HPLC Back Pressure Problem

October 18, 2010
E-Separation Solutions

Volume 0, Issue 0

I am facing a problem with an HPLC analysis. The flow rate is 1.3 mL/min. The solvents used are water (mobile phase A) and acetonitrile (mobile phase B). The program I run starts with 60% water and 40% acetonitrile. In 35 min the acetonitrile concentration reaches 100%.

The answer to the following question was provided by LCGC’s “LC Troubleshooting” columnist John Dolan.

Q: I am facing a problem with an HPLC analysis. The flow rate is 1.3 mL/min. The solvents used are water (mobile phase A) and acetonitrile (mobile phase B). The program I run starts with 60% water and 40% acetonitrile. In 35 min the acetonitrile concentration reaches 100%.

The problem is when I wash the column with acetonitrile the pressure is around 100 bar. As soon as equilibration starts (60% water) the pressure starts going up and reaches around 300 bar. When I inject the sample the pressure suddenly jumps around 370–380 bar. As the acetonitrile concentration increases with the advancement of the gradient program, the pressure starts coming down. Even while purging with water the pressure is around 20 bar. have sonicated the water. Once I also degassed it with vacuum, but it did not work. We don’t have a pressure-regulated sonicator. Can you suggest possible causes of this problem? How long should it be degassed under vacuum?

A:John Dolan: I don’t have sufficient information to answer the question exactly, but I can give you some estimates. I did some DryLab simulations to check for pressure. These tend to be a bit lower than observed in practice, perhaps by 25%, but they should be within a reasonable estimate. You didn't mention the column size, particle size, or temperature, all of which influence the results. But let's assume you are using a 150 mm x 4.6 mm column packed with 5-µm particles, at a temperature of 22 °C, and a flow rate of 1.3 mL/min. DryLab yields these results for acetonitrile/water: 0% B (100% water) = 70 bar, 40% B = 62 bar, 50% B = 56 bar, and 100% B = 24 bar. If the column is longer, the pressure will be higher — for example, 100% B for a 250 mm x 4.6 mm, 5-µm column would be 41 bar. For a smaller particle column it will also be higher: 150 mm x 4.6 mm, 3-µm = 68 bar. So under the conditions you mention, the pressure shouldn't go much above 100 bar.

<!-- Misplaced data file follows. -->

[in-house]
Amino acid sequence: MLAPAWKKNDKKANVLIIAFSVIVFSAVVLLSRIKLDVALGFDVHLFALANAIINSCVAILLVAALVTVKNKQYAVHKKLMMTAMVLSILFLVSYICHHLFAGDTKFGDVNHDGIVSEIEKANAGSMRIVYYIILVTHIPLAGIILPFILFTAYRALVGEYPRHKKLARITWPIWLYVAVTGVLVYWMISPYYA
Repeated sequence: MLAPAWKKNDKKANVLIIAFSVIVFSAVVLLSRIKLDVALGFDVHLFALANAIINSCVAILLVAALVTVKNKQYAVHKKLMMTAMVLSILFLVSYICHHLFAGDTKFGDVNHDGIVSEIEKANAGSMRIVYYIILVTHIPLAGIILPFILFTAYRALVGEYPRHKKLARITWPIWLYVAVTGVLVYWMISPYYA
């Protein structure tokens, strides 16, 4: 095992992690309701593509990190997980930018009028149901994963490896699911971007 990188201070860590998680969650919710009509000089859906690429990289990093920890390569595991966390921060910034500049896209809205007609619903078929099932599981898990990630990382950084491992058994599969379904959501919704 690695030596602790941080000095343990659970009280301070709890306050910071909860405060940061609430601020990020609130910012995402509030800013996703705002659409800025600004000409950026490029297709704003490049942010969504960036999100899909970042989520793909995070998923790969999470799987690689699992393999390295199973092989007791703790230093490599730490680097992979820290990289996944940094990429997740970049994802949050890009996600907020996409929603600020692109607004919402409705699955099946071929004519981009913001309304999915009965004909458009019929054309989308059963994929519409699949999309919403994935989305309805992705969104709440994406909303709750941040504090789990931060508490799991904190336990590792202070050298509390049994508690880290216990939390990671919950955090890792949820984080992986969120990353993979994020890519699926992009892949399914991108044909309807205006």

The higher pressures you observe are most likely due to a partially blocked frit at the head of the column. Reverse the column and flush it to waste to see if this helps — it may fix the problem about 1/3 of the time. If it does not fix the problem, try a new column. If it is OK with a new column, you have found the solution. The pressure pulse on injection also suggests that something related to the sample is causing the high pressures. Filter the sample or centrifuge it before injection to remove particulate matter. I always recommend including a 0.5-µm inline filter just after the autosampler to catch the occasional particle from the sample and to protect the column. Regarding degassing with a vacuum degasser, usually 5 min should be effective.

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